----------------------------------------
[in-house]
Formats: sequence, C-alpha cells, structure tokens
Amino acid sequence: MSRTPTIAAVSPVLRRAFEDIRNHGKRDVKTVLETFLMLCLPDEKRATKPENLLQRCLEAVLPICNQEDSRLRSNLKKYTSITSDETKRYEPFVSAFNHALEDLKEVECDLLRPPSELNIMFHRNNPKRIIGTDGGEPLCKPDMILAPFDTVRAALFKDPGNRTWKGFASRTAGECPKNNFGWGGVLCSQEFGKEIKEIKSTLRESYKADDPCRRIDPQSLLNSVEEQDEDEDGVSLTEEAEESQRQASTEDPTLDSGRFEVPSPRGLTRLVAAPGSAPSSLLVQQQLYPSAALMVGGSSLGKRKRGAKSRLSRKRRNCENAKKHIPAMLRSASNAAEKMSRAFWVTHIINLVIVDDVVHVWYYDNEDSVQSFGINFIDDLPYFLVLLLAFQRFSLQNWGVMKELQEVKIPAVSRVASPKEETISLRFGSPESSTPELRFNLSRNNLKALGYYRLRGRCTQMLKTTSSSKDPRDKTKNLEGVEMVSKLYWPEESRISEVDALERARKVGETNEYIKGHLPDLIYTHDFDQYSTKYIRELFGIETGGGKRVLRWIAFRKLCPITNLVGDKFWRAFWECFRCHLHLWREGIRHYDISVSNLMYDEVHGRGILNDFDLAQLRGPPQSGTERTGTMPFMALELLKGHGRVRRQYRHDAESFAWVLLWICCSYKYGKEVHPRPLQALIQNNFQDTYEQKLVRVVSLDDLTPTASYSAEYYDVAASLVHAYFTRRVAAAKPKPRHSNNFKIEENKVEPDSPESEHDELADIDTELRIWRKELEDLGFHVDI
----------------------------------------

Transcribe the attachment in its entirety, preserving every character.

[in-house]
Formats: sequence, C-alpha cells, structure tokens
Amino acid sequence: MSRTPTIAAVSPVLRRAFEDIRNHGKRDVKTVLETFLMLCLPDEKRATKPENLLQRCLEAVLPICNQEDSRLRSNLKKYTSITSDETKRYEPFVSAFNHALEDLKEVECDLLRPPSELNIMFHRNNPKRIIGTDGGEPLCKPDMILAPFDTVRAALFKDPGNRTWKGFASRTAGECPKNNFGWGGVLCSQEFGKEIKEIKSTLRESYKADDPCRRIDPQSLLNSVEEQDEDEDGVSLTEEAEESQRQASTEDPTLDSGRFEVPSPRGLTRLVAAPGSAPSSLLVQQQLYPSAALMVGGSSLGKRKRGAKSRLSRKRRNCENAKKHIPAMLRSASNAAEKMSRAFWVTHIINLVIVDDVVHVWYYDNEDSVQSFGINFIDDLPYFLVLLLAFQRFSLQNWGVMKELQEVKIPAVSRVASPKEETISLRFGSPESSTPELRFNLSRNNLKALGYYRLRGRCTQMLKTTSSSKDPRDKTKNLEGVEMVSKLYWPEESRISEVDALERARKVGETNEYIKGHLPDLIYTHDFDQYSTKYIRELFGIETGGGKRVLRWIAFRKLCPITNLVGDKFWRAFWECFRCHLHLWREGIRHYDISVSNLMYDEVHGRGILNDFDLAQLRGPPQSGTERTGTMPFMALELLKGHGRVRRQYRHDAESFAWVLLWICCSYKYGKEVHPRPLQALIQNNFQDTYEQKLVRVVSLDDLTPTASYSAEYYDVAASLVHAYFTRRVAAAKPKPRHSNNFKIEENKVEPDSPESEHDELADIDTELRIWRKELEDLGFHVDI